UPDATE 5:40 p.m.: Liberty University has responded to the request made by U.S. Sens. Tim Kaine (D-Va.) and Mark Warner (D-Va.) to launch a federal investigation into the university’s handling of claims about the creation of an unsafe campus environment and mismanagement Title IX accusations of sexual misconduct with the following statement:

Liberty University has been very clear about how seriously it is taking the allegations made in the Jane Doe lawsuit but these allegations, some twenty years old, should not give the misimpression that Liberty University isn’t fully compliant with all laws with regard to its title IX policies and procedures today. Nonetheless, the university is conducting an independent review of its processes to determine if any policies or procedures need to be modified.  The university extends an invitation to Virginia Senators’ Kaine and Warner to visit the campus when it’s convenient to discuss their concerns with our executive leadership. We hope the Senators’ comments do not represent an unhelpful politicization of such a serious issue.

Liberty University spokesperson

LYNCHBURG, Va. (WFXR) — U.S. Sens. Tim Kaine (D-Va.) and Mark Warner (D-Va.) are urging the Department of Education launch a federal investigation into Liberty University amid claims about the university creating an unsafe campus environment and mismanaging Title IX accusations of sexual misconduct.

This news comes as Liberty University faces a multi-plaintiff lawsuit with complaints from 22 people — including current students — accusing the school of creating a campus environment that increases the likelihood of sexual assault and rape.

In addition, Scott Lamb, former Senior Vice President of Communications and Public Engagement for Liberty University, sued the school last month, claiming he was fired as “retaliation for his opposition to the University’s mishandling of Title IX sexual misconduct accusations.”

Then, late last week, Liberty University field a counterclaim against Lamb’s lawsuit, seeking up to $3 million in damages against Lamb for his accusations against the school, which includes among other things, punitive damages, and attorney’s fees.

In that counterclaim, the university says that Lamb was fired for being “insubordinate,” as well as his failure to “obtain requisite expense approvals, and failed to conduct the business affairs of his department to the standards set by Liberty.” The counterclaim also accuses Lamb of breach of contract, breach of fiduciary duty, misappropriation of trade secrets, and more.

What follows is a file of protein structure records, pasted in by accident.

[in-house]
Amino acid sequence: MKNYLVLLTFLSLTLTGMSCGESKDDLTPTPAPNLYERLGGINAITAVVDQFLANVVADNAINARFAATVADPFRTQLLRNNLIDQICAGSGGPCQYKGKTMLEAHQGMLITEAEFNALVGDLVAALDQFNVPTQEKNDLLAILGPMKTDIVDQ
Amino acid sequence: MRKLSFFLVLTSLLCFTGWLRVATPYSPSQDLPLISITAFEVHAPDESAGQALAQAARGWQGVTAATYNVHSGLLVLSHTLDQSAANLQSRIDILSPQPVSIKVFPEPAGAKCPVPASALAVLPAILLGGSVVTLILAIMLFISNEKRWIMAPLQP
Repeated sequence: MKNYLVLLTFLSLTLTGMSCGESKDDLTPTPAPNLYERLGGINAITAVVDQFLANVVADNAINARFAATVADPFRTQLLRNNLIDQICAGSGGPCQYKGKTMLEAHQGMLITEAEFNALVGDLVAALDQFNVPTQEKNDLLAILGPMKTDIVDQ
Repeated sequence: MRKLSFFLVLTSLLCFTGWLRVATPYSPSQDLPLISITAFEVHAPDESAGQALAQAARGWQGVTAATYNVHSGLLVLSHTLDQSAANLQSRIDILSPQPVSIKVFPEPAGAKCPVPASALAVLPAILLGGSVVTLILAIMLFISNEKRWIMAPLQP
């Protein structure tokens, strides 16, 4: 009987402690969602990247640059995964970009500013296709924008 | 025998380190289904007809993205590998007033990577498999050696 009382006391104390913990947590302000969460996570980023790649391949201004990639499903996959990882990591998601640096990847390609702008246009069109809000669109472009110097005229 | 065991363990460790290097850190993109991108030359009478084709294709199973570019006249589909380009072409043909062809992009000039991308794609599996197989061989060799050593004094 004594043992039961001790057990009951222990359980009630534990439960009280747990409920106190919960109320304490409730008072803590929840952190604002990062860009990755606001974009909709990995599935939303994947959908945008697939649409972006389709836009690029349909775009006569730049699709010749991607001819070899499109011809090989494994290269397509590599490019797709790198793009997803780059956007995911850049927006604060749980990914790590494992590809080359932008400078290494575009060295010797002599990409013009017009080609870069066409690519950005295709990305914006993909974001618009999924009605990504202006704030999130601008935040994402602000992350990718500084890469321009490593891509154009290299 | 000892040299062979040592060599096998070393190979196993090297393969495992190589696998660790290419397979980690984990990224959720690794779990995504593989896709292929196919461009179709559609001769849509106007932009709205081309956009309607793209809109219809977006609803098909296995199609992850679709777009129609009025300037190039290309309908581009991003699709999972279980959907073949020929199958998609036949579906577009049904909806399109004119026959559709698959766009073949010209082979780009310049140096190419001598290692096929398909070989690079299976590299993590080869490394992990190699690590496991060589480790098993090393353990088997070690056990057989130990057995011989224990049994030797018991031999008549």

Meanwhile, Liberty University’s Board of Trustees authorized President Jerry Prevo on Friday, Nov. 5 to bring in a third party for an independent investigation into the sexual assault allegations in order to make things right with the Title IX plaintiffs.

The university president also noted that “positive actions” are already underway, including the installation of 1,000 security cameras across the university’s campus and the installation of emergency “blue light boxes” in key locations.

However, Kaine issued the following statement to WFXR News on Wednesday, Nov. 10:

Any campus policy that deters or discourages a survivor of sexual assault from speaking out and seeking justice is wrong. Students who bravely speak out deserve to be heard and to have their claims taken seriously. My office is urging the Department of Education to investigate these claims against Liberty and take appropriate action.

U.S. Sen. Tim Kaine (D-Va.)

According to officials, in 2019, Kaine introduced the “S.O.S. Campus Act” in order to provide sexual assault survivors with the necessary support on campus and to connect survivors to counseling resources, medical care, and legal information.

Warner also shared a statement with WFXR News:

… Recent reports only underscore the need for federal policymakers to improve transparency, consistency, and accountability at our institutions of higher learning. In the meantime, the leadership of Liberty University must act expeditiously to prioritize the needs of survivors, comply with federal law by notifying survivors of their option to contact law enforcement, and ensure a campus culture that supports and defends every student’s basic right to a safe environment. While Liberty should act immediately to remedy the issues alleged in the report, it would also be appropriate for the Office of Civil Rights at the Department of Education to look into Liberty’s procedures for dealing with sexual assault cases.

U.S. Sen. Mark Warner (D-Va.)

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